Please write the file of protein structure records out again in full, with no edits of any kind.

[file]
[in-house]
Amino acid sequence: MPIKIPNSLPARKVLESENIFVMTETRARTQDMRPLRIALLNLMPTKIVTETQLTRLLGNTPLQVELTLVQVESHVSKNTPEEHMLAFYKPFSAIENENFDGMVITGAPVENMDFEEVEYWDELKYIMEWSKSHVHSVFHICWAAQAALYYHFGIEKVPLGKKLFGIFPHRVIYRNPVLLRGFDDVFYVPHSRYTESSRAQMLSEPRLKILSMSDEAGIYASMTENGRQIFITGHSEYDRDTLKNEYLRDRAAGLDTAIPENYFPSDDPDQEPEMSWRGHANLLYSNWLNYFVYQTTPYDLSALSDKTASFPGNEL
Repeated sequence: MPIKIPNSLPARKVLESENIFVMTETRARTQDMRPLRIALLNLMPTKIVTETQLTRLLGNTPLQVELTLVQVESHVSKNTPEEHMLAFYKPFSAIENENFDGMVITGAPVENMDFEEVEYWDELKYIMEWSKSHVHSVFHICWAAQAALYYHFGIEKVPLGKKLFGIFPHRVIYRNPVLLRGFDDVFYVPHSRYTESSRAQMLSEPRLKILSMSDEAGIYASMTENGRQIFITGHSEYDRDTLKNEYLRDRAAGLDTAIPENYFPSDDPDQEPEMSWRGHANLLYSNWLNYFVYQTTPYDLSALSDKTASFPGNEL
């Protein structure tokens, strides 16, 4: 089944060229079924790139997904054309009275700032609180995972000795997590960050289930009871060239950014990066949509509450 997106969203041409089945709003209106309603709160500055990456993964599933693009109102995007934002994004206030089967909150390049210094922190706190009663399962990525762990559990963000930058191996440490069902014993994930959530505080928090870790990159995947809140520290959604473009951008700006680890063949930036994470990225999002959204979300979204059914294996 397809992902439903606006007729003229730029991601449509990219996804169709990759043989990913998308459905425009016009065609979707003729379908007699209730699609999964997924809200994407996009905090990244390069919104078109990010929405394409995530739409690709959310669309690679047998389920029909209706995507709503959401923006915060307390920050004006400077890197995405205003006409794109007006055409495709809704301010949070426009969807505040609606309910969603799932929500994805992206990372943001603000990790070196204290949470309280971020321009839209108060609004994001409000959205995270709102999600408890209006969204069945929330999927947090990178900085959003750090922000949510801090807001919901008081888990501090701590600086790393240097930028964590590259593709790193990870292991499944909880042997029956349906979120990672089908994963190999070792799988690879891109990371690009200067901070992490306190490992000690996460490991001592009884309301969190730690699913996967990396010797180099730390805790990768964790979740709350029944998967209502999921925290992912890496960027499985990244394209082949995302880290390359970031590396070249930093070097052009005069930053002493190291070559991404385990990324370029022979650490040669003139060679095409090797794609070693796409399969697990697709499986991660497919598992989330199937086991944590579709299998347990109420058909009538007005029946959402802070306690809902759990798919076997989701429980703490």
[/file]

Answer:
[in-house]
Amino acid sequence: MPIKIPNSLPARKVLESENIFVMTETRARTQDMRPLRIALLNLMPTKIVTETQLTRLLGNTPLQVELTLVQVESHVSKNTPEEHMLAFYKPFSAIENENFDGMVITGAPVENMDFEEVEYWDELKYIMEWSKSHVHSVFHICWAAQAALYYHFGIEKVPLGKKLFGIFPHRVIYRNPVLLRGFDDVFYVPHSRYTESSRAQMLSEPRLKILSMSDEAGIYASMTENGRQIFITGHSEYDRDTLKNEYLRDRAAGLDTAIPENYFPSDDPDQEPEMSWRGHANLLYSNWLNYFVYQTTPYDLSALSDKTASFPGNEL
Repeated sequence: MPIKIPNSLPARKVLESENIFVMTETRARTQDMRPLRIALLNLMPTKIVTETQLTRLLGNTPLQVELTLVQVESHVSKNTPEEHMLAFYKPFSAIENENFDGMVITGAPVENMDFEEVEYWDELKYIMEWSKSHVHSVFHICWAAQAALYYHFGIEKVPLGKKLFGIFPHRVIYRNPVLLRGFDDVFYVPHSRYTESSRAQMLSEPRLKILSMSDEAGIYASMTENGRQIFITGHSEYDRDTLKNEYLRDRAAGLDTAIPENYFPSDDPDQEPEMSWRGHANLLYSNWLNYFVYQTTPYDLSALSDKTASFPGNEL
């Protein structure tokens, strides 16, 4: 089944060229079924790139997904054309009275700032609180995972000795997590960050289930009871060239950014990066949509509450 997106969203041409089945709003209106309603709160500055990456993964599933693009109102995007934002994004206030089967909150390049210094922190706190009663399962990525762990559990963000930058191996440490069902014993994930959530505080928090870790990159995947809140520290959604473009951008700006680890063949930036994470990225999002959204979300979204059914294996 397809992902439903606006007729003229730029991601449509990219996804169709990759043989990913998308459905425009016009065609979707003729379908007699209730699609999964997924809200994407996009905090990244390069919104078109990010929405394409995530739409690709959310669309690679047998389920029909209706995507709503959401923006915060307390920050004006400077890197995405205003006409794109007006055409495709809704301010949070426009969807505040609606309910969603799932929500994805992206990372943001603000990790070196204290949470309280971020321009839209108060609004994001409000959205995270709102999600408890209006969204069945929330999927947090990178900085959003750090922000949510801090807001919901008081888990501090701590600086790393240097930028964590590259593709790193990870292991499944909880042997029956349906979120990672089908994963190999070792799988690879891109990371690009200067901070992490306190490992000690996460490991001592009884309301969190730690699913996967990396010797180099730390805790990768964790979740709350029944998967209502999921925290992912890496960027499985990244394209082949995302880290390359970031590396070249930093070097052009005069930053002493190291070559991404385990990324370029022979650490040669003139060679095409090797794609070693796409399969697990697709499986991660497919598992989330199937086991944590579709299998347990109420058909009538007005029946959402802070306690809902759990798919076997989701429980703490």